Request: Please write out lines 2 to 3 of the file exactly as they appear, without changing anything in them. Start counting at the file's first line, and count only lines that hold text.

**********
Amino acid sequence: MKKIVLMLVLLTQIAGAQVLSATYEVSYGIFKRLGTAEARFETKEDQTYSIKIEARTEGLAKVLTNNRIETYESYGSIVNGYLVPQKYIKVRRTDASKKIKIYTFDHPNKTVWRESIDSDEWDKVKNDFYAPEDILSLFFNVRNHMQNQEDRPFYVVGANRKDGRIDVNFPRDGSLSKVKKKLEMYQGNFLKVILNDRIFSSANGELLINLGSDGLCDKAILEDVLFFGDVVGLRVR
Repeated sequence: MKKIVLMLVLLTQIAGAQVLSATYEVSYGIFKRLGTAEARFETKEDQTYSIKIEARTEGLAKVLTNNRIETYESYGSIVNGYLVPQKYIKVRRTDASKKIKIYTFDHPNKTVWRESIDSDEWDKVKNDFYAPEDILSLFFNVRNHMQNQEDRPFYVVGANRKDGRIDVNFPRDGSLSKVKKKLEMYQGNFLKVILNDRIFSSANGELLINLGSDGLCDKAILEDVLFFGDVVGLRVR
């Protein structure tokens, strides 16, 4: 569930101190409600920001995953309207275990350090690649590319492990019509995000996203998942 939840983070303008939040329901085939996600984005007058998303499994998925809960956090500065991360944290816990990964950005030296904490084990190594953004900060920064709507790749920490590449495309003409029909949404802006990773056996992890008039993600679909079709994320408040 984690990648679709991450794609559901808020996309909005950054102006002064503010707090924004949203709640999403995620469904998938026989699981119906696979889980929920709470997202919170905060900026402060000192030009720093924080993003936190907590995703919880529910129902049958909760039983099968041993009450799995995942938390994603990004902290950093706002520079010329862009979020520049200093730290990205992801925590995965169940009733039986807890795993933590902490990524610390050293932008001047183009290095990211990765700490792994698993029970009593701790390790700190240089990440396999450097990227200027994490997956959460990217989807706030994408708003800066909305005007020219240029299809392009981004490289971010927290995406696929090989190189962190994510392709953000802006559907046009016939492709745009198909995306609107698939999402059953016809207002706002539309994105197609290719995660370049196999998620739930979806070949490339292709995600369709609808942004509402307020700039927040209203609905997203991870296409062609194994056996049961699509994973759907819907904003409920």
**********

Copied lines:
Repeated sequence: MKKIVLMLVLLTQIAGAQVLSATYEVSYGIFKRLGTAEARFETKEDQTYSIKIEARTEGLAKVLTNNRIETYESYGSIVNGYLVPQKYIKVRRTDASKKIKIYTFDHPNKTVWRESIDSDEWDKVKNDFYAPEDILSLFFNVRNHMQNQEDRPFYVVGANRKDGRIDVNFPRDGSLSKVKKKLEMYQGNFLKVILNDRIFSSANGELLINLGSDGLCDKAILEDVLFFGDVVGLRVR
């Protein structure tokens, strides 16, 4: 569930101190409600920001995953309207275990350090690649590319492990019509995000996203998942 939840983070303008939040329901085939996600984005007058998303499994998925809960956090500065991360944290816990990964950005030296904490084990190594953004900060920064709507790749920490590449495309003409029909949404802006990773056996992890008039993600679909079709994320408040 984690990648679709991450794609559901808020996309909005950054102006002064503010707090924004949203709640999403995620469904998938026989699981119906696979889980929920709470997202919170905060900026402060000192030009720093924080993003936190907590995703919880529910129902049958909760039983099968041993009450799995995942938390994603990004902290950093706002520079010329862009979020520049200093730290990205992801925590995965169940009733039986807890795993933590902490990524610390050293932008001047183009290095990211990765700490792994698993029970009593701790390790700190240089990440396999450097990227200027994490997956959460990217989807706030994408708003800066909305005007020219240029299809392009981004490289971010927290995406696929090989190189962190994510392709953000802006559907046009016939492709745009198909995306609107698939999402059953016809207002706002539309994105197609290719995660370049196999998620739930979806070949490339292709995600369709609808942004509402307020700039927040209203609905997203991870296409062609194994056996049961699509994973759907819907904003409920």